So, long ago in my writing I wrote a chapter where a book housing a specific missing chapter was found in a treasury. As you can tell, it's super ultra convenient to just have it in the treasury all along and skip out about 10,000 words that I decided to edit out after writing it.

I wrote a chapter to the writing yesterday morning but deleted all of it yesterday and replaced it with something else. Why? Because I was making something else really conveniently found in a treasury. I decided that considering I already used the convenient treasury find, I would make the characters go on the mission I planned for book 1 to get the important plot item.


Is it bad writing to say, have an event that is repeated? For my example, having something found in a treasury, and then having something else later found in a treasury?


3 Answers 3


It's a little convenient, but you can get around that a few ways:

1) Hang a lampshade on it. That is, have the characters point out that they found that other MacGuffin at the treasury too, and what else did the king hide in here? Good grief, is that Amelia Earhart's luggage? Turns out the king was a huge collector, and hoarder, of ancient and valuable MacGuffins.

2) Your bad guy hid item number 1 in the the treasury. It took a long time to find and it was hard for the heroes to get in and out safely. Where's the last place your heroes would think to look for another item, your bad guy thinks? Back in the dang treasury! So he does it on purpose.

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    I found 'Amelia Earhurt's Luggage' so funny. +1000. Commented Jan 14, 2017 at 18:16

I think you can get away with it, using an approach such as Lauren suggests, with one important caveat. You need to make sure that the stakes are higher than last time. If you have not raised the stakes, it is going to seem like a skipping record, the same passage repeating over and over again. (Does the metaphor of the skipping record still work these days? Old vinyl LPs could get a scratch in them that would make the needle skip back into the previous groove so that the same section of music played again and again.)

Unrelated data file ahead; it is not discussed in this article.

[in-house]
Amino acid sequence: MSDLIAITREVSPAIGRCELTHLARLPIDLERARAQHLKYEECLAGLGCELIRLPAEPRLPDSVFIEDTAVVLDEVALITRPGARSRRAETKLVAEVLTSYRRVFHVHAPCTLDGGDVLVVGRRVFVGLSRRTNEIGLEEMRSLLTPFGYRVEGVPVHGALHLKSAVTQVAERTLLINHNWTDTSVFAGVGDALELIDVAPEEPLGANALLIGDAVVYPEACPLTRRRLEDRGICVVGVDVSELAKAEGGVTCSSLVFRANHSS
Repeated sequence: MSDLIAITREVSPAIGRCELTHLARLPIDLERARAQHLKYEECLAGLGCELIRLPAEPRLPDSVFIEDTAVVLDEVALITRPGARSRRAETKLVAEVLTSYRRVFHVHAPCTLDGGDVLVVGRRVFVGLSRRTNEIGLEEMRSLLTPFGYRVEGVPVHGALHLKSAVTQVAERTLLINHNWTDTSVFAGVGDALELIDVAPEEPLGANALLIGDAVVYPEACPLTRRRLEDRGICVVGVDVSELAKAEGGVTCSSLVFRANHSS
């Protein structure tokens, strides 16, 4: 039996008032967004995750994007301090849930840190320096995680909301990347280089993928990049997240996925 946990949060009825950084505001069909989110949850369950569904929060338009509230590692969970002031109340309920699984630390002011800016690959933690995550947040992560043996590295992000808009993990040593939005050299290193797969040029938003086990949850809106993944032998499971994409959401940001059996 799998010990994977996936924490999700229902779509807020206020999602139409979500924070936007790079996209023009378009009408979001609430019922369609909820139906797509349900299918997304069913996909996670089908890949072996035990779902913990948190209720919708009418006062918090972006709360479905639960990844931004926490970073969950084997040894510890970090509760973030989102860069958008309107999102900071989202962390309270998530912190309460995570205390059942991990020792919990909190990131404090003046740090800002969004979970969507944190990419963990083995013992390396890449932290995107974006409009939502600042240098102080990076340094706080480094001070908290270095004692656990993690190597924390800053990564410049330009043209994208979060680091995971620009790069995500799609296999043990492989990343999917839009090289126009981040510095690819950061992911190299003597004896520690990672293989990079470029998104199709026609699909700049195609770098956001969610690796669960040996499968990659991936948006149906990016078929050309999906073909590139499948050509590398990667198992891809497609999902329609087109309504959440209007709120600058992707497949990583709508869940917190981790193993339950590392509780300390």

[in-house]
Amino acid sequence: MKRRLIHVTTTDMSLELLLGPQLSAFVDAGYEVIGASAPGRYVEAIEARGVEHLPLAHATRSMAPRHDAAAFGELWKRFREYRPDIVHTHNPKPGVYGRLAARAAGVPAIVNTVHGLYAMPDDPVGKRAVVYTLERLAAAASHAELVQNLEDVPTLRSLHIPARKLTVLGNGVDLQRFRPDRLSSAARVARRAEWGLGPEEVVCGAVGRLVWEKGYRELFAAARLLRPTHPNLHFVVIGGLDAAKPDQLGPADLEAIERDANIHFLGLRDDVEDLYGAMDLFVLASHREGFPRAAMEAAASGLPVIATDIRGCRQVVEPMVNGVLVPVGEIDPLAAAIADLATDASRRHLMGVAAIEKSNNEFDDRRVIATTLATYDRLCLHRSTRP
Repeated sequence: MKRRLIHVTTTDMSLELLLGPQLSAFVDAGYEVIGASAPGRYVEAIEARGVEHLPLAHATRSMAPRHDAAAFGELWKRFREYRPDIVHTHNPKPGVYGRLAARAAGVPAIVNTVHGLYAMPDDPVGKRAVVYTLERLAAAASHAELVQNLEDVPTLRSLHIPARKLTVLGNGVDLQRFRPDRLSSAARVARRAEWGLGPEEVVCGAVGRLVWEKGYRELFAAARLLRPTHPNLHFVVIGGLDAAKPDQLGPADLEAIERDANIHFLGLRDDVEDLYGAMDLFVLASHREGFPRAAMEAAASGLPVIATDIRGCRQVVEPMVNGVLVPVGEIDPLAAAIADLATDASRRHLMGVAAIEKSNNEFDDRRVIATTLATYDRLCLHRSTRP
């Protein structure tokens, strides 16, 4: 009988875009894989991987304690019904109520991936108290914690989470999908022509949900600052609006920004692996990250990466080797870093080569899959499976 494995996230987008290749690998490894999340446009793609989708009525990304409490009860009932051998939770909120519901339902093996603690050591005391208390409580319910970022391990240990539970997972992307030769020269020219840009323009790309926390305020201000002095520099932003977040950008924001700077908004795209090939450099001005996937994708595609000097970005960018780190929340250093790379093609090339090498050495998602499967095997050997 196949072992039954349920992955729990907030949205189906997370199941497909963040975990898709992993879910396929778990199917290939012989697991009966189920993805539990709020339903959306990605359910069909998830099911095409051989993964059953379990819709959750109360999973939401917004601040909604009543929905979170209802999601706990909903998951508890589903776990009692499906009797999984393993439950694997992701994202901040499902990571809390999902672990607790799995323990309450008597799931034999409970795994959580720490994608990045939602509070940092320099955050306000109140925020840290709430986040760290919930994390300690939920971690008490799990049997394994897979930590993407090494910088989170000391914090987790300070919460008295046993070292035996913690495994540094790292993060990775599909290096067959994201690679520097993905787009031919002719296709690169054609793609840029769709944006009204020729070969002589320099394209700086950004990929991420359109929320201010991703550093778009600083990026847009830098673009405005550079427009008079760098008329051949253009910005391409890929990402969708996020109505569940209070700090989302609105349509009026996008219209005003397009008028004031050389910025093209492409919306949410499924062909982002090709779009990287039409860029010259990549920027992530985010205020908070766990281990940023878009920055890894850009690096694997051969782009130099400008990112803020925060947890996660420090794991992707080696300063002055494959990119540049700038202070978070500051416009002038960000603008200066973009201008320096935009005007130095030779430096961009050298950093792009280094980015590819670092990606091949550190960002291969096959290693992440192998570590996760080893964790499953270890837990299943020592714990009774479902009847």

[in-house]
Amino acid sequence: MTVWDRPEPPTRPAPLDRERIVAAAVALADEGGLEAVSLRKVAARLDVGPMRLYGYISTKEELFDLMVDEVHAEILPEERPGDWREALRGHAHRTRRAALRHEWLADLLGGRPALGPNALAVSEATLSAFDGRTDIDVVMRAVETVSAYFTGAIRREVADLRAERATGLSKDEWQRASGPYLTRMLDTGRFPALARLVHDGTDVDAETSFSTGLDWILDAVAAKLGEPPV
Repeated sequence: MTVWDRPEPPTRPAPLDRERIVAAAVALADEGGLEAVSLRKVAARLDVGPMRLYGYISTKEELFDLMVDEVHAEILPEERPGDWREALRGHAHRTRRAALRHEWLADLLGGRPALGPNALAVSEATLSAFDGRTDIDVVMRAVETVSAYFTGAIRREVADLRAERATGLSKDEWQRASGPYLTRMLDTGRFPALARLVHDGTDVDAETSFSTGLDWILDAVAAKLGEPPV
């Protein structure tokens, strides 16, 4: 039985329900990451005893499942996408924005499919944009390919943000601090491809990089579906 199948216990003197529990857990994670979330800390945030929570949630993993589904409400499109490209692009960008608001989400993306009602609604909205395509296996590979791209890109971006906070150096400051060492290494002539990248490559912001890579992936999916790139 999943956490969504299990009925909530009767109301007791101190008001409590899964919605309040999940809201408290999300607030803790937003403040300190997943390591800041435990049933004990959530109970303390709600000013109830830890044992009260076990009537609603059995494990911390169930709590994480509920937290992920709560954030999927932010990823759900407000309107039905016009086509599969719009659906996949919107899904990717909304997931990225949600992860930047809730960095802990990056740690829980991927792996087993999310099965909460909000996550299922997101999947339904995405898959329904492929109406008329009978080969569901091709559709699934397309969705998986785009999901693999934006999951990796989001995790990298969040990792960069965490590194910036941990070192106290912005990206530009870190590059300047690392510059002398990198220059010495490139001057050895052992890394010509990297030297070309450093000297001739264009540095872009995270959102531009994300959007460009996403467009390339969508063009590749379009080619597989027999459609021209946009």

Remember that a story arc is about rising tension. If your crew is going around collecting items, the tension needs to rise for each item they collect. There are lots of ways for it to rise, but if it does not, the reader will just feel they are being told the same incident over and over even if they details are different.

You can even work the back to the treasury angle to your advantage here, since the assumption that the item can't also be there can be an additional distraction that keeps the tension rising.


I didn't completely understand your problem description... but I think you're talking about repeating a certain plot element in a new book.

The Nero Wolfe books by Rex Stout feature certain elements that get repeated. But there's a different twist each time. The new twist keeps it interesting, but there's something very soothing about the elements recurring from one book to another.

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